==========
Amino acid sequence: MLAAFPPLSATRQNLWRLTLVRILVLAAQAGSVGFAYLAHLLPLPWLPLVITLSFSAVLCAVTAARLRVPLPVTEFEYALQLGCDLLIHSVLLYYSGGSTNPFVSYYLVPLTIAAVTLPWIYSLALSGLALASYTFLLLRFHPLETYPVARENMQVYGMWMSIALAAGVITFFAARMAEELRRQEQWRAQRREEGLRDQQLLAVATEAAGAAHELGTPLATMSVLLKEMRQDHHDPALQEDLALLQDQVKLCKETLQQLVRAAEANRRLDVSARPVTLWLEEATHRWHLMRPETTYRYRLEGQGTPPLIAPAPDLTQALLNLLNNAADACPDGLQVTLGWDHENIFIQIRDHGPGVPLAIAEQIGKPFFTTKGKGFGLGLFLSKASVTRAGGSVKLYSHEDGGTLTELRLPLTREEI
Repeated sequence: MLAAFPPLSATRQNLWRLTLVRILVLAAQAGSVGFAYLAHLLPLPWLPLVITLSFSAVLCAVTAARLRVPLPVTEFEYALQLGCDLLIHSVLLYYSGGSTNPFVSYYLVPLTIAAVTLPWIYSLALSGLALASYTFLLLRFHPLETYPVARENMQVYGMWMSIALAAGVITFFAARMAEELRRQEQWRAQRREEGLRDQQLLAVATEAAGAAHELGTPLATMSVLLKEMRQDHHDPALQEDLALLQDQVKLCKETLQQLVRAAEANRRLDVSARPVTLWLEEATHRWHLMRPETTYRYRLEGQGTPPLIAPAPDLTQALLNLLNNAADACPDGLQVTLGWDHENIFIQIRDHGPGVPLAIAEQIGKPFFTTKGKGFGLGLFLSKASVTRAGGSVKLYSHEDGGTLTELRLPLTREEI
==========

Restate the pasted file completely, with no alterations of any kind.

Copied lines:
Amino acid sequence: MLAAFPPLSATRQNLWRLTLVRILVLAAQAGSVGFAYLAHLLPLPWLPLVITLSFSAVLCAVTAARLRVPLPVTEFEYALQLGCDLLIHSVLLYYSGGSTNPFVSYYLVPLTIAAVTLPWIYSLALSGLALASYTFLLLRFHPLETYPVARENMQVYGMWMSIALAAGVITFFAARMAEELRRQEQWRAQRREEGLRDQQLLAVATEAAGAAHELGTPLATMSVLLKEMRQDHHDPALQEDLALLQDQVKLCKETLQQLVRAAEANRRLDVSARPVTLWLEEATHRWHLMRPETTYRYRLEGQGTPPLIAPAPDLTQALLNLLNNAADACPDGLQVTLGWDHENIFIQIRDHGPGVPLAIAEQIGKPFFTTKGKGFGLGLFLSKASVTRAGGSVKLYSHEDGGTLTELRLPLTREEI
Repeated sequence: MLAAFPPLSATRQNLWRLTLVRILVLAAQAGSVGFAYLAHLLPLPWLPLVITLSFSAVLCAVTAARLRVPLPVTEFEYALQLGCDLLIHSVLLYYSGGSTNPFVSYYLVPLTIAAVTLPWIYSLALSGLALASYTFLLLRFHPLETYPVARENMQVYGMWMSIALAAGVITFFAARMAEELRRQEQWRAQRREEGLRDQQLLAVATEAAGAAHELGTPLATMSVLLKEMRQDHHDPALQEDLALLQDQVKLCKETLQQLVRAAEANRRLDVSARPVTLWLEEATHRWHLMRPETTYRYRLEGQGTPPLIAPAPDLTQALLNLLNNAADACPDGLQVTLGWDHENIFIQIRDHGPGVPLAIAEQIGKPFFTTKGKGFGLGLFLSKASVTRAGGSVKLYSHEDGGTLTELRLPLTREEI